Sunday, August 22, 2010

Government thinks we’re helpless, makes us so

Published in The Tennessean, Sunday, August 22, 2010

Government thinks we’re helpless, makes us so

By Richard J. Grant

Are we helpless? Apparently our government officials believe we are. They seem less and less able to imagine that we could ever do anything for ourselves.

It becomes a problem when they act on that belief, regularly rushing to our aid even when we don’t need it. There are few things that politicians won’t do to curry our favor and to make them seem indispensible to our lives. After years of repetition and progressive encroachment, it seems normal and to be expected. We increasingly prove them correct.

It no longer seems natural to buy a house without a government-sponsored agency to guarantee our mortgage. We now also expect some kind of home-buyer’s credit as an incentive. And if we still can’t make the payments, the government will find a way to help us shift that burden.

“Energy efficiency” and “green energy” sources are of such importance that we cannot be expected to pay for them ourselves. After all, they don’t pay for themselves. Without a subsidy, the payback period for solar panels would be longer than the life of the panels. Even with a subsidy, the net energy production of solar panels is negative over their life-cycle. But many companies exist on these subsidies.

Greenish technology makes us feel so good that now we are happy to have the government subsidize its application to cars. Why wait for it to become economically and ergonomically viable when we can feel good about ourselves now and let the government find someone to pay for it?

Employers are apparently quite scary. They come up with ideas that make other people productive, and this gives them an advantage in the marketplace. Not to worry: the government has long since passed labor laws and imposed mandates to ensure that employees remain expensive. The current reluctance of employers to hire has nothing to do with this, we are told, and can be counteracted with subsidies financed by the government’s superior ability to borrow.

Selective tax breaks encourage employers to provide medical insurance and payment plans. With all the state mandates, licensing restrictions, and potential regulatory liabilities, this tends to confuse the market and to bid up the costs of medical coverage. But don’t worry; eventually the government will centrally plan the medical system – and we know how well that works.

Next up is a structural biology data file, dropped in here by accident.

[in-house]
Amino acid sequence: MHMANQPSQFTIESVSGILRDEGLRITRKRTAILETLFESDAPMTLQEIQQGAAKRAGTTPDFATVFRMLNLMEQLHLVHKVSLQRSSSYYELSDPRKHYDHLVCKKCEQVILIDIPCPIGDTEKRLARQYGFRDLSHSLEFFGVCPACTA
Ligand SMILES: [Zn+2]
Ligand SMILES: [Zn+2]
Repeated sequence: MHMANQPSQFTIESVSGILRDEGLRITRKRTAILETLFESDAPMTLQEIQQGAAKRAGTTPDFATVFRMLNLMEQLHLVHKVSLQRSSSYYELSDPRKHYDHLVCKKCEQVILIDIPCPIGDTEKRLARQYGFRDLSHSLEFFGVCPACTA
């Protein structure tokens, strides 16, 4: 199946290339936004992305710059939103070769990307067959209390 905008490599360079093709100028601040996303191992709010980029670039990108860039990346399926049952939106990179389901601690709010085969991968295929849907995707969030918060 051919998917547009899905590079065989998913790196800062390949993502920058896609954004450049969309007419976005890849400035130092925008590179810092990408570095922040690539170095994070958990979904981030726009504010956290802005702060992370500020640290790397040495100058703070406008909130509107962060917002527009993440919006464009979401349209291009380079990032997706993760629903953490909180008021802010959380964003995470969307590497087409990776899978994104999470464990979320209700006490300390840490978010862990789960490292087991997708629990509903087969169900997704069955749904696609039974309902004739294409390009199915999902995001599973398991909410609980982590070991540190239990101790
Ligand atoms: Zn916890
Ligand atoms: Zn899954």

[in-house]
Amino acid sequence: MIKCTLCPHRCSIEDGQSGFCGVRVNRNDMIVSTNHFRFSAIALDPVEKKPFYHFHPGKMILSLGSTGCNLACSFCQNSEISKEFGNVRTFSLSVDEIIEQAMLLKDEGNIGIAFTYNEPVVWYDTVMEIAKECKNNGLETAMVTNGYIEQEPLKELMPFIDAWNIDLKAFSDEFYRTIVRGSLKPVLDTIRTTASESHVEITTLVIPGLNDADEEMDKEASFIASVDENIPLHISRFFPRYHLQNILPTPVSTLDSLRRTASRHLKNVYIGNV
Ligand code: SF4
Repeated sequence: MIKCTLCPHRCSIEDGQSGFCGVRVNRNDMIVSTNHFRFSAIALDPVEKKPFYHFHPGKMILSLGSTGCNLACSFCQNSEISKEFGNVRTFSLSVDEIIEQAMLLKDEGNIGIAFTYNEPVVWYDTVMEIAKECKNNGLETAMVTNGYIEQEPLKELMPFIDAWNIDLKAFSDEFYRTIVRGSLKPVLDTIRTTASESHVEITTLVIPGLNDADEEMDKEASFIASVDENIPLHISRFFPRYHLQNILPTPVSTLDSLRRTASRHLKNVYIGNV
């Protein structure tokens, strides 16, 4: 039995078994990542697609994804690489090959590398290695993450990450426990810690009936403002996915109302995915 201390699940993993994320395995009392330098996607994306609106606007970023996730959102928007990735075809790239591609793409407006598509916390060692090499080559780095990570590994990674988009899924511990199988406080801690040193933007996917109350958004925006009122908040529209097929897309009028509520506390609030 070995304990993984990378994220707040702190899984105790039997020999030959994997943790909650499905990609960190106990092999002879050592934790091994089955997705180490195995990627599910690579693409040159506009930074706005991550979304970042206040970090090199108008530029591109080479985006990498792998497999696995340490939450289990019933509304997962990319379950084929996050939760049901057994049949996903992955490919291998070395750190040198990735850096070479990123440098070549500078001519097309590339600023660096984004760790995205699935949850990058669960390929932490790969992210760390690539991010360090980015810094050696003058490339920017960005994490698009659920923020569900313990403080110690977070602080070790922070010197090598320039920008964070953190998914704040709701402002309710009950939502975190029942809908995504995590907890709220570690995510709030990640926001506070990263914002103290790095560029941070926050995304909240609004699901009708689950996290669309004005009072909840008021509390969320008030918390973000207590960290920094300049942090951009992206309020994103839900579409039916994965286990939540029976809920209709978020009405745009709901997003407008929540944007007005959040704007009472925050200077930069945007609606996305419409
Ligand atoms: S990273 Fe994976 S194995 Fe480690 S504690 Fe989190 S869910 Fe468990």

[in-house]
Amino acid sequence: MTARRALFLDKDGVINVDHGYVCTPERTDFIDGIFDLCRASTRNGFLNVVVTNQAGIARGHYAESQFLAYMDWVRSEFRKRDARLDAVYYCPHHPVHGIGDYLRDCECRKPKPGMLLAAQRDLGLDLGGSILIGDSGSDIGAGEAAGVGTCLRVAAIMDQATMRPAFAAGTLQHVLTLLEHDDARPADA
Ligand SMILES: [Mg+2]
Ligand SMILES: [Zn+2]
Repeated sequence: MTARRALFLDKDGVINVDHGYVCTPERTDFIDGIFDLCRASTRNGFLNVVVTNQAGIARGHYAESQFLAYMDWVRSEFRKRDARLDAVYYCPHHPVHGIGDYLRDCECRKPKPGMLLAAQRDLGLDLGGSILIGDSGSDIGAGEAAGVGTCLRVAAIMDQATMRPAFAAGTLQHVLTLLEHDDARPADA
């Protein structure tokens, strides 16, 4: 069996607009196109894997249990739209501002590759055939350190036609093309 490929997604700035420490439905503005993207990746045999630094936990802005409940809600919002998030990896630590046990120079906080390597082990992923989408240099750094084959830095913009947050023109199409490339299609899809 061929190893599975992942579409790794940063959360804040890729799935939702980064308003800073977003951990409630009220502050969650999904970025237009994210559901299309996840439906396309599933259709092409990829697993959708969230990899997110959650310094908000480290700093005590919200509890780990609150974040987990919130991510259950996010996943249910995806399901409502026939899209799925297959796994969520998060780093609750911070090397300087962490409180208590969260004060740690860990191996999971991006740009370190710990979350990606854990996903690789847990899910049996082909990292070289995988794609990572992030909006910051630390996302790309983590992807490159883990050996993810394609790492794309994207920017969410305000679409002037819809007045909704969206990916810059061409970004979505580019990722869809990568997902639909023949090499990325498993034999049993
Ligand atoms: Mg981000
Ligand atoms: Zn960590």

Through Medicare, the government is already protecting us from some of our medical-planning responsibilities and the hard work of innovation and finding private solutions to real problems. With the assurance that the government will take care of us, we will learn to tolerate the minor inconvenience of collectivized rationing and waiting lists. We can also find comfort in the hope that our grandchildren will be better prepared to handle the trillions of dollars of unfunded liabilities we leave them.

For the economy’s sake, the government urges us to spend money. To the extent that we obey, we are less able to provide financially for our retirement. But the government doesn’t expect us to be that prudent anyway.

Through the Social Security system, a welfare scheme ostensibly funded by dedicated payroll taxes, we can rest assured that the government will take care of us in our old age. We need not worry about how much more our savings might have grown had we been allowed to invest them in real, productive businesses instead of funneling them into current consumption. Thanks to the government deciding for us, we need never worry about what we might have achieved had we been left with all the fruits of our labor and the responsibility of managing them.

To help us find our assigned place in society, and to relieve us of the burden of education, the federal government is increasing its funding of schools and universities. Now we spend as much, or more, per student without the variety or results of private education.

Helplessness comes with practice, and practice makes perfect.

Richard J. Grant is a professor of finance and economics at Lipscomb University and a scholar at the Tennessee Center for Policy Research. His column appears on Sundays. E-mail:

Copyright © Richard J Grant 2007-2010